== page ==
yeahwill wrote:

Series \(A(n)\) is such that \(i*A(i) = j*A(j)\) for any pair of positive integers \((i,j)\) . If \(A(1)\) is a positive integer, which of the following is possible?

I. \(2A(100) = A(99) + A(98)\)

II. \(A(1)\) is the only integer in the series

III. The series does not contain negative numbers

a. I only

b. II only

c. I and III only

d. II and III only

e. I, II, and III

II is possible. If \(A(1)=1\) then \(A(k) = \frac{1}{k}\) . There are no more integers in the sequence except \(A(1)\) .

III is possible as well. Same example applies.

I is not possible. Because \(i*A(i) = (i + 1)A(i + 1)\)\(A(i + 1) = \frac{i}{i + 1} A(i)\) which is less then \(A(i)\). This means that this sequence is a decreasing sequence in which every subsequent element is smaller than its predecessor. Thus, \(A(100) + A(100) \lt A(99) + A(98)\)

The correct answer is D.

Can someone please explain this?

I have no clue what data is provided and what answer is expected in this question

This question was posted in PS forum. Below is my post from there:

A set of numbers \(a_1\), \(a_2\), \(a_3\), ... have the following properties: \(i*a_i=j*a_j\) and \(a_1=positive \ integer\), so \(1*a_1=2*a_2=3*a_3=4*a_4=5*a_5=...=positive \ integer\).

We should determine whether the options given below can occur (note that the question is which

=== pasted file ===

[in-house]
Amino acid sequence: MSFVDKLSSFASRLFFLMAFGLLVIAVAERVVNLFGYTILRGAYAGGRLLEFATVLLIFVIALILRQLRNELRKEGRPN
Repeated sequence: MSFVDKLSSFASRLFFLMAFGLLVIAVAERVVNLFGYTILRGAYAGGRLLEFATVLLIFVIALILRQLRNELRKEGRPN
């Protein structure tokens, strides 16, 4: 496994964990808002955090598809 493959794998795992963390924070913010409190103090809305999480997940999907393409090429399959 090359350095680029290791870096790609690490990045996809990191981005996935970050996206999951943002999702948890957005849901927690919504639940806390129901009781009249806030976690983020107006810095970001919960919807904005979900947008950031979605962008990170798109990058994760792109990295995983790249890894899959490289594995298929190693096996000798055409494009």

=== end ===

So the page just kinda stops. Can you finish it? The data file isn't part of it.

can be true, not must be true).

I. \(2a_{100}=a_{99}+a_{98}\) --> as \(100a_{100}=99a_{99}=98a_{98}\), then \(2a_{100}=\frac{100}{99}a_{100}+\frac{100}{98}a_{100}\) --> reduce by \(a_{100}\) --> \(2=\frac{100}{99}+\frac{100}{98}\) which is not true. Hence this option

cannot be true.

II. \(a_1\) is the only integer in the series. If \(a_1=1\), then all other terms will be non-integers --> \(a_1=1=2a_2=3a_3=...\) --> \(a_2=\frac{1}{2}\), \(a_3=\frac{1}{3}\), \(a_4=\frac{1}{4}\), and so on. Hence this option

can be true.

III. The series does not contain negative numbers --> as given that \(a_1=positive \ integer=n*a_n\), then \(a_n=\frac{positive \ integer}{n}=positive \ number\), hence this option is

always true.

Answer: D (II and III only).

Hope it's clear.

_________________

New to the Math Forum?

Please read this: All You Need for Quant | PLEASE READ AND FOLLOW: 12 Rules for Posting!!!

Resources:

GMAT Math Book | Triangles | Polygons | Coordinate Geometry | Factorials | Circles | Number Theory | Remainders; 8. Overlapping Sets | PDF of Math Book; 10. Remainders | GMAT Prep Software Analysis | SEVEN SAMURAI OF 2012 (BEST DISCUSSIONS) | Tricky questions from previous years.

Collection of Questions:

PS: 1. Tough and Tricky questions; 2. Hard questions; 3. Hard questions part 2; 4. Standard deviation; 5. Tough Problem Solving Questions With Solutions; 6. Probability and Combinations Questions With Solutions; 7 Tough and tricky exponents and roots questions; 8 12 Easy Pieces (or not?); 9 Bakers' Dozen; 10 Algebra set. ,11 Mixed Questions, 12 Fresh Meat

DS: 1. DS tough questions; 2. DS tough questions part 2; 3. DS tough questions part 3; 4. DS Standard deviation; 5. Inequalities; 6. 700+ GMAT Data Sufficiency Questions With Explanations; 7 Tough and tricky exponents and roots questions; 8 The Discreet Charm of the DS; 9 Devil's Dozen!!!; 10 Number Properties set., 11 New DS set.

What are GMAT Club Tests?

Extra-hard Quant Tests with Brilliant Analytics